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Part 1

The Revolving Door of Crime and Drugs

Local officials explain court process; reasons for criminal release

LOS LUNAS — The revolving door. Catch and release.

Whatever you call it, the frequent release of people charged with a crime with the possibility they will re-offend is an issue residents across the state have dealt with since an amendment to the new Mexico Constitution passed in 2016.

Handcuffs and gavel

To better educate the public about what the amendment, and the accompanying rules to enforce it, means to the local judicial system, Los Lunas Police Department Lt. Lisa Valenzuela-Medina put together a panel of lawyers, judges, defense attorneys and legislators last month.

“As an officer, our role is to enforce the law. If it’s an arrestable offense, we arrest,” said Valenzuela-Medina. “What the public seems to believe, is that for certain crimes, someone is arrested, put in jail, let go and they do it again.

“So what they think is, ‘Why even bother showing up?’ as a victim or a witness, when nothing is going to happen.”

The Los Lunas Police Department sponsored a forum on “The Revolving Door of Crime and Drugs in Our Community,” early last month. About 30 residents were in attendance to ask questions about how the system works and what the rules are.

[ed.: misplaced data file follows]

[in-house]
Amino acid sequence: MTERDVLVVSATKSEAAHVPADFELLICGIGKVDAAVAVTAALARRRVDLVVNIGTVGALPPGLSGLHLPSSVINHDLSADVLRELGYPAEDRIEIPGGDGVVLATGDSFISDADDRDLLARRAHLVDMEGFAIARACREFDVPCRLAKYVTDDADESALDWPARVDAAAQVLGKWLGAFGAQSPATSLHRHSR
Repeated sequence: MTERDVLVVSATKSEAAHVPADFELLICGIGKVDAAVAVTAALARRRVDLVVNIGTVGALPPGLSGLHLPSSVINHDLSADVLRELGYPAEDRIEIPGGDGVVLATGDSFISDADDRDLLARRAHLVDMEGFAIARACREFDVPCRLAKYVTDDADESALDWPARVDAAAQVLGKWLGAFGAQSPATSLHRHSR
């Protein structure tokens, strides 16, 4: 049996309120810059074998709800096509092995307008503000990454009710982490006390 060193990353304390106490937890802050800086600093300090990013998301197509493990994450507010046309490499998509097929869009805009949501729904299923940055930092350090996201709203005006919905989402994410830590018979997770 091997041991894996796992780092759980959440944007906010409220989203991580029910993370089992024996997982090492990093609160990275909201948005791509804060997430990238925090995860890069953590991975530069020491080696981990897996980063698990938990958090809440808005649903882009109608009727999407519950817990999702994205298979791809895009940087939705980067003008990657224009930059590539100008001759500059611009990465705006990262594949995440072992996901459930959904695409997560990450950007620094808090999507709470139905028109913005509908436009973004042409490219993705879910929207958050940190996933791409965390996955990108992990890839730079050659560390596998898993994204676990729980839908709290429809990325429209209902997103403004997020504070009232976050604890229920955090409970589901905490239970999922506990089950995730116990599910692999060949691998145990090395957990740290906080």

“The purpose is for the public to gain a better understanding,” Valenzuela-Medina said at the forum. “If you haven’t worked in this type of environment, we can’t expect you to understand it without explaining.”

To give the discussion a framework, Belen Magistrate John Chavez explained the role of the courts and rules they have to follow after an arrest is made.

Once someone is arrested, Chavez said, a judge has to review the criminal complaint within 48 hours, based on the rules established after the constitutional amendment passed.

“The judge has to review the case and determine probable cause,” Chavez said.

That is done by the one of the three magistrates in Valencia County — Chavez and Los Lunas Magistrates Tina Garcia and John “Buddy” Sanchez.

“We typically do that every morning by 10,” he said. “There is always an on-call judge for the weekends. At that 48-hour probable cause review, we ask was this a valid arrest without a warrant,” Chavez said.

“Probable cause is a pretty low standard, but let’s say the officer has one name in the complaint but their probable cause statement has a different name. Then they don’t have probable cause and we are required to release them. It doesn’t happen often but that might be a reason why.”